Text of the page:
There are all kinds of used vehicles out there, from the “beater” to some that are barely broken in because the owner got a newer model. You may consider yourself diligent because you asked the owner lots of questions about the vehicle, but the sad reality is, people tend to lie, embellish or exaggerate when they are trying to get rid of something they have to make a sale, whether it’s a vehicle or an item at a garage sale. The obvious tip is to make sure all systems are working properly, but the key is in making sure you check more than that.
Don’t fall in love with the looks of a vehicle upon first sight. You have to look underneath. You may not know exactly what you need to look for, or understand much of what you see. Take a friend who is mechanically knowledgeable, even if it means slipping him a cash token. It will be money well spent in the long run, trust me. If you don’t have a mechanic friend, some shops will do this for you for a small fee. Things to look for are leaks and damage, or if repairs have been done previously, check the area for further damage or if repairs were actually done properly. Check the brakes, drive shaft, steering components and U joints. An older vehicle will most likely have some rust on the axles, springs and frame. Make sure a hole cannot be poked through any parts of the metal and that it has not become weak or brittle. If this is the case, you need to decline this sale.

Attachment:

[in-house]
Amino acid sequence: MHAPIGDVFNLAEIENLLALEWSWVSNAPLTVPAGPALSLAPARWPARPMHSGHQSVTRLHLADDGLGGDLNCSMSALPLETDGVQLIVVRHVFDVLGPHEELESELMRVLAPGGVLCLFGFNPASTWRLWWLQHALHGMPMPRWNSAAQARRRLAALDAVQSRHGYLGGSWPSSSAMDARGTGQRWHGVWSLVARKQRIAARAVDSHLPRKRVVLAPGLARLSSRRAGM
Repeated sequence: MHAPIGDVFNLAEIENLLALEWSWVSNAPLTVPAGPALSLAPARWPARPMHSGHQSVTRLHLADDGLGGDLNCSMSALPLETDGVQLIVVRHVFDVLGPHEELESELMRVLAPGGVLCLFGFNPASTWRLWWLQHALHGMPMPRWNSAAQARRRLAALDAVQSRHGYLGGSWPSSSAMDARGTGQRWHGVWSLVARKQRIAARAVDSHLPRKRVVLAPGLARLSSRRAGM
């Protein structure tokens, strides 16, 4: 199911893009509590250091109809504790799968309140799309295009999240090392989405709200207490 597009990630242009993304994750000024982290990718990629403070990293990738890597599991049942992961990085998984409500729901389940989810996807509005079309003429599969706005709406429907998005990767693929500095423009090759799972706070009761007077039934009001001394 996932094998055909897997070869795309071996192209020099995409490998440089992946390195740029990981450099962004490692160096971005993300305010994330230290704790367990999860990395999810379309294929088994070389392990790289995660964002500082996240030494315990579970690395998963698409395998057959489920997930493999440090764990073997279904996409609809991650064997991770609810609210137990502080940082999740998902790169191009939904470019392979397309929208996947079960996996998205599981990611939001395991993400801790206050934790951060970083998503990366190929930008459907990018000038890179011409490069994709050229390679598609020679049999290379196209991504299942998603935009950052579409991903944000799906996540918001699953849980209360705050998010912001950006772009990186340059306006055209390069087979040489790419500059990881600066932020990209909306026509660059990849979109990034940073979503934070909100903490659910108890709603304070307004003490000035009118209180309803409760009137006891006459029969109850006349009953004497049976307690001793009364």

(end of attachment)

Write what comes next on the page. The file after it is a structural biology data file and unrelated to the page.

Shiny does not always mean new. Any auto body tech can make a car look good cosmetically, but why was it newly painted in the first place? It could be hiding rust and issues with the body of the truck. There is a possibility that the owner just wanted to get a few bucks more for it and all that was wrong was some surface scratches or fading. This is where you may not be told the truth, so without a professional eye, you may not get the info you really need. In that case, it would be worthwhile to have a service do a history report on the vehicle, which not only can tell you if it’s been in an accident, but also if there are recalls on the vehicle and other valuable information. This report is not a guarantee that the vehicle is totally perfect mechanically, but will reveal more than what the eye can see.
Get your ducks in a row before shopping to avoid an impulse buy that you will most likely regret after time. If you will never be hauling a boat or RV, do you really need a bigger engine that will give you less gas mileage? Do you need passenger room on a regular basis, or is the vehicle mainly for you and work? Will you be going off-road, in which case 4 WD could be necessary, but if not, you may be able to get along with 2WD for your needs. Make decisions beforehand regarding manual or automatic transmission, petrol or diesel engine, cloth or leather upholstery and bed size. Too often, if you leave yourself open to a sales persons’ dance, you may end up waltzing when you would rather be jitter bugging.